Utility Services are what makes our homes comfortable, providing electricity, water, sewage disposal, etc. It’s easy to forget that these services are provided through wires and pipes that are either overhead or below ground. When trees are planted near these lines there could be trouble in the future, so think before you plant. Here are some things to consider.
Overhead lines: Trees look so small when you buy them that you can’t imagine them growing really big. But if you plant tall growing trees under or near overhead lines they will ultimately have to be pruned regularly to provide clearance for the wires. This often causes the tree to have an unnatural appearance, plus continual pruning puts a lot of stress and wounding on the tree that can lead to decay, insect, or disease problems. So research the growing habits of your tree before you buy and select one that will fit the space it is planted in.
Underground lines: These are easy to overlook and need to be located before you plant. Accidentally digging into a utility line could cause personal injury or a costly service interruption. Believe me, I’ve done this twice. Never assume the lines are deeper than you’re digging. From the trees perspective, they are again deceptive in how big they get. Tree roots normally extend far beyond the tree’s branch spread above ground. Tree roots and underground lines can often coexist, but if the tree is near a line that must be dug up for repair, its roots could be badly damaged. Sewerage drain fields and tree roots are a bad combination; so don’t plant trees within 25’ of them.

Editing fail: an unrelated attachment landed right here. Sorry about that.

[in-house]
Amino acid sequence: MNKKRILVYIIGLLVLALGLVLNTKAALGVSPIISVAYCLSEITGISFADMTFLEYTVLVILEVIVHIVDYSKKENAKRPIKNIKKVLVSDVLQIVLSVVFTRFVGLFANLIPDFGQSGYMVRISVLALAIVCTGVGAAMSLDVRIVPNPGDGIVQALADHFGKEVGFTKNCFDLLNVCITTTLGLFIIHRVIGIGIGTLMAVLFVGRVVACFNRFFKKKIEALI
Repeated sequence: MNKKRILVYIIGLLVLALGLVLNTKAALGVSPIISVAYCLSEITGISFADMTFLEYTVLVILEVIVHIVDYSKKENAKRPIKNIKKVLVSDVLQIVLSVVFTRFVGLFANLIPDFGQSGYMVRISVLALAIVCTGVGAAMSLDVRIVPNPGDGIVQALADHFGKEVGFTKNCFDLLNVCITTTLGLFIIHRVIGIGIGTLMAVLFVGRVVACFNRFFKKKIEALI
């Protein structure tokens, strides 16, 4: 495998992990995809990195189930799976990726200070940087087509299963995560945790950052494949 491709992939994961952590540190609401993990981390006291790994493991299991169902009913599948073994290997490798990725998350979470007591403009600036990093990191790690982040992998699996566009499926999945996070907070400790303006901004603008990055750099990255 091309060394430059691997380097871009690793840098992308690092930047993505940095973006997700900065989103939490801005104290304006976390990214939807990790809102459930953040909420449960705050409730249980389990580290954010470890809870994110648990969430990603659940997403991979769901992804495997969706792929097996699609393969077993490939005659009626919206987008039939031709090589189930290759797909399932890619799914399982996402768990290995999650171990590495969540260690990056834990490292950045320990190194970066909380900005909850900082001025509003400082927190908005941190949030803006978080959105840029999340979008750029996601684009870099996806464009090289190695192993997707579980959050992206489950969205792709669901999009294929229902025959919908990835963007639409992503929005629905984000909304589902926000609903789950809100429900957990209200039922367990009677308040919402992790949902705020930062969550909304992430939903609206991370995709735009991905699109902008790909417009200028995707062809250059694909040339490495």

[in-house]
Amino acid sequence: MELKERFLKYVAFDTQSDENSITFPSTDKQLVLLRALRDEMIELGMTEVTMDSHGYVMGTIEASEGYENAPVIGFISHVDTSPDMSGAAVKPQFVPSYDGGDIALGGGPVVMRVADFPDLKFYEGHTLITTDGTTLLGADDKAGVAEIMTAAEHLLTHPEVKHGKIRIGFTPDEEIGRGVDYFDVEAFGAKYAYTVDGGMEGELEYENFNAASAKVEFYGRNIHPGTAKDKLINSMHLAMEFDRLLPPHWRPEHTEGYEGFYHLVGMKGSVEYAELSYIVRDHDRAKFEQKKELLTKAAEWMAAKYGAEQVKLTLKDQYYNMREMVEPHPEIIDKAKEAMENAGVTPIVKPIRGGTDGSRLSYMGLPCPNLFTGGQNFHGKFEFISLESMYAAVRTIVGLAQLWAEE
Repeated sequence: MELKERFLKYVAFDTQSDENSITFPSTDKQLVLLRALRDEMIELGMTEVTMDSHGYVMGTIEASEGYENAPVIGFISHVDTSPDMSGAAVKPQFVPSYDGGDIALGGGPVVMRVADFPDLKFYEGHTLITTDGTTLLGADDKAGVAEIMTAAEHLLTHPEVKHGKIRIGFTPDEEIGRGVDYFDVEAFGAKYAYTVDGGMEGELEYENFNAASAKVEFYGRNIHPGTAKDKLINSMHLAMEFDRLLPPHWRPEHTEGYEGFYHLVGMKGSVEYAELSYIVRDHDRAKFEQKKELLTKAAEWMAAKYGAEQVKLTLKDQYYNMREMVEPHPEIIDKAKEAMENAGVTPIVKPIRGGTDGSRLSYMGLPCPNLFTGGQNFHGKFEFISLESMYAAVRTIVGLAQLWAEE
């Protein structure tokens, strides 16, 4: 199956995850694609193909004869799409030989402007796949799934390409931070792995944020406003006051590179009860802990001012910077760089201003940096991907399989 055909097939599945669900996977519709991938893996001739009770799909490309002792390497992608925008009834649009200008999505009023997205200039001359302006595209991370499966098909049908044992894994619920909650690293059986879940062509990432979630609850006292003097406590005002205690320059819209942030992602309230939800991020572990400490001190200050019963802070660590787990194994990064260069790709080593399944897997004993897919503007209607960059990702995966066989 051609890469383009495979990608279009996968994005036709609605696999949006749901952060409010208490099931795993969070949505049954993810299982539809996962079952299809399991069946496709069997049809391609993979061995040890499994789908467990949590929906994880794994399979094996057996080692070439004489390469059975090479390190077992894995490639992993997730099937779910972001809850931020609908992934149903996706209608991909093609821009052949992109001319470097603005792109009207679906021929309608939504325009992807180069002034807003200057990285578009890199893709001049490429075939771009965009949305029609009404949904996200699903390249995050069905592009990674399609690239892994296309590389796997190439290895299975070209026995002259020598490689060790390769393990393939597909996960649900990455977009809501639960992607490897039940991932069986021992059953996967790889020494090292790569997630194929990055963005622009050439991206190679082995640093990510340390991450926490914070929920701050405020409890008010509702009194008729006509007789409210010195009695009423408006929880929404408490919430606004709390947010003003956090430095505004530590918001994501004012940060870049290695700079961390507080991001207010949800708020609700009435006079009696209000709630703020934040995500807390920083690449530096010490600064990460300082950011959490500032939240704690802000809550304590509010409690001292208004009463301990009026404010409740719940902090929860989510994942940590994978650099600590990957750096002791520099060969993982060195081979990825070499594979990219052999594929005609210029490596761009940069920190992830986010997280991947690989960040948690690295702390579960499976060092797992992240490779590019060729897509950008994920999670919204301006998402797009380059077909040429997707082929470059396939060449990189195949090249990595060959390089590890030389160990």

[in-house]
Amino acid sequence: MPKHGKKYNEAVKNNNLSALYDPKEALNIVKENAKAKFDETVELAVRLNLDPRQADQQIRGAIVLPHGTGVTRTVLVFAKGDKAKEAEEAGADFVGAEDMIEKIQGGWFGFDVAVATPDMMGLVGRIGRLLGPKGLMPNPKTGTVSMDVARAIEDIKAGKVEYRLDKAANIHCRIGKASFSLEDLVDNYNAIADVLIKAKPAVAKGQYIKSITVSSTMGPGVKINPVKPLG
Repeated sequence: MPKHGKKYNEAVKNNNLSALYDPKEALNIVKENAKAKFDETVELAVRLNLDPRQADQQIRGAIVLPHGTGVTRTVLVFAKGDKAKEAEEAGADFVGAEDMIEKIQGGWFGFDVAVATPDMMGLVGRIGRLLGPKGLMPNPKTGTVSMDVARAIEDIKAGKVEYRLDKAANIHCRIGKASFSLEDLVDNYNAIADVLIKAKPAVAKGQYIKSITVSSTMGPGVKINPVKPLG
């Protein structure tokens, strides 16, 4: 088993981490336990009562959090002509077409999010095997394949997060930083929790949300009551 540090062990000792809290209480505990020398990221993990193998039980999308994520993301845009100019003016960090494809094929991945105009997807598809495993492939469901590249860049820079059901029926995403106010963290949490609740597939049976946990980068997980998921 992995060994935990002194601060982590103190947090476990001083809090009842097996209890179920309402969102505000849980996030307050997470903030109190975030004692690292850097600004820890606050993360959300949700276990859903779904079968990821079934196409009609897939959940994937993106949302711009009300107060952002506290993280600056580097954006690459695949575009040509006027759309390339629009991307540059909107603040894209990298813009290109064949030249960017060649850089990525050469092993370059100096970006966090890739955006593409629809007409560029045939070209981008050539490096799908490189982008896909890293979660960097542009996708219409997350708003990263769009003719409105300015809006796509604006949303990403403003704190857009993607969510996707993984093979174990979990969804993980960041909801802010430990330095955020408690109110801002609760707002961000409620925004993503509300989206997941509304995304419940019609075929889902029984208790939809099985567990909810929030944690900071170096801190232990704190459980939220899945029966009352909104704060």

Things to look for when selecting trees is average height and crown spread. These will tell you the rough dimension of space the tree will require when fully grown, and give you something to measure to see if it will fit the site you have in mind. There are lots of choices, so you should have no problem finding a tree that will work. A little research now can save a lot of aggravation later on, so take the time.